This content is provided by Capital One Bank

Provided by Capital One Bank

This content was written by the advertiser and edited by BG BrandLab to uphold The Boston Globe's content standards. The news and editorial departments of The Boston Globe had no role in its writing, production, or display.

Keep your money resolutions, one tiny step at a time

Most of us start the New Year on a positive note with the best of intentions, but come March, how many of us have either not acted on our resolutions at all or gave them an initial try but have since given up? Don’t be discouraged if you find it difficult to keep your resolutions. You’re not alone, and it’s not a question of willpower. It turns out that nearly half (42.5%) of people who make resolutions don’t succeed because they are setting goals that are too big and too broad.[1]

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For the 41% of Americans who usually make New Year’s resolutions,[2] improving their relationship with money is a common theme. In fact, along with health and fitness-related goals, “Making Better Financial Decisions,” Saving Money,” or “Spending Less/Saving More” frequently make the top five most popular resolutions.[3] It’s not surprising, considering that 62% of Americans say money is a common stressor, even more so than work and the current political climate.[4]

With so many people feeling financial anxiety, it makes sense to want to start the New Year with a new focus on improving your relationship with money. However, if you feel like you’re already falling behind on your goals, a simple shift in your mindset can get you back on the right track.

Capital One is on a quest to help people improve their financial confidence though programs like Money Coaching, a series of three complimentary sessions aimed at helping people identify their money values, getting their money under control, and getting on the right path toward meeting their goals. To help people who may be having trouble sticking to their resolutions, or who aren’t sure where to begin, Capital One’s Money Coaches recently partnered with James Clear, an author, speaker, and expert on micro-habits, to develop a series of digestible and actionable tips to help people get started on the path to financial confidence.

“Many people struggle to stay focused on their long-term goals because they seem too big and out of reach,” says James Clear. “Building a better financial life doesn’t require radical change. If you start out with small, achievable steps and then take those steps more frequently, you’ll feel the impact and the reward over time.”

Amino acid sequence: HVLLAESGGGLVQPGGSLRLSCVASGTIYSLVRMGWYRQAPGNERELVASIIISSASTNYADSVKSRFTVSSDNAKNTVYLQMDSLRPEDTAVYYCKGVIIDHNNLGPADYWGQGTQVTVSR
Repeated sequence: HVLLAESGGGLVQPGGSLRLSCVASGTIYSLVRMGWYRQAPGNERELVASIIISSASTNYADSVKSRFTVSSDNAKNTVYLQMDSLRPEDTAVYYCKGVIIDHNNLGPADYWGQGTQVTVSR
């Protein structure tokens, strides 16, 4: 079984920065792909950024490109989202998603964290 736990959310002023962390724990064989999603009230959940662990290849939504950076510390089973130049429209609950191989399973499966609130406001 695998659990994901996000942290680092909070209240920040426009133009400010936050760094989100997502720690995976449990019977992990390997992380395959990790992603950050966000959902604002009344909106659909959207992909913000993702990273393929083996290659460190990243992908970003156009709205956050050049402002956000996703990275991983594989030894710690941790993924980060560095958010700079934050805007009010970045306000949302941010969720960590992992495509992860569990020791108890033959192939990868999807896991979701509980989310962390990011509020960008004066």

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Understanding that the opportunity to set goals and strive for more is not confined to the New Year, Capital One is celebrating your Tiny Triumphs by sharing new tips on Twitter @CapitalOneCafe and Capital One Café Facebook page to encourage people to stay motivated and focused on their goals, one tiny step at a time. Capital One will also host a live event in Boston with James Clear at Capital One Café to discuss how anyone can achieve their big financial goals by shifting their mindset and approaching them one small step at a time.

The event will be live streamed via FORA.tv. Q&A will be hosted via the chat functionality on FORA.tv beginning at 6 p.m. EST/3 p.m. PST. Participants are encouraged to submit their inquiries. Registration to FORA.tv will be required to submit a question. 

  • When: Tuesday, March 20 | 6-7 p.m. EST/3-4 p.m. PST
  • Where: Capital One Café, 799 Boylston St, Boston, MA 02116
  • How to stream live: http://capxtalk.fora.tv/
  • Join the conversation: #CapXTalk #TinyTriumphs

For more details on how to achieve your #TinyTriumphs this year, stop by your local Capital One Café to speak with an Ambassador or Capital One Money Coach about how to get involved, identify your goals, and join the social community. For more information, follow @CaptialOneCafe on Twitter or Capital One Café on Facebook.

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[1] Statistic Brain, January 1, 2017; Twitter Study, January 3, 2017; NBC News, January 1, 2017
[2] Statistic Brain, January 1, 2017; Twitter Study, January 3, 2017; NBC News, January 1, 2017
[3] Statistic Brain, January 1, 2017; Twitter Study, January 3, 2017; NBC News, January 1, 2017
[4] The Stress in America: The State of Our Nation; American Psychological Association, November 1, 2017

This content was written by the advertiser and edited by BG BrandLab to uphold The Boston Globe's content standards. The news and editorial departments of The Boston Globe had no role in its writing, production, or display.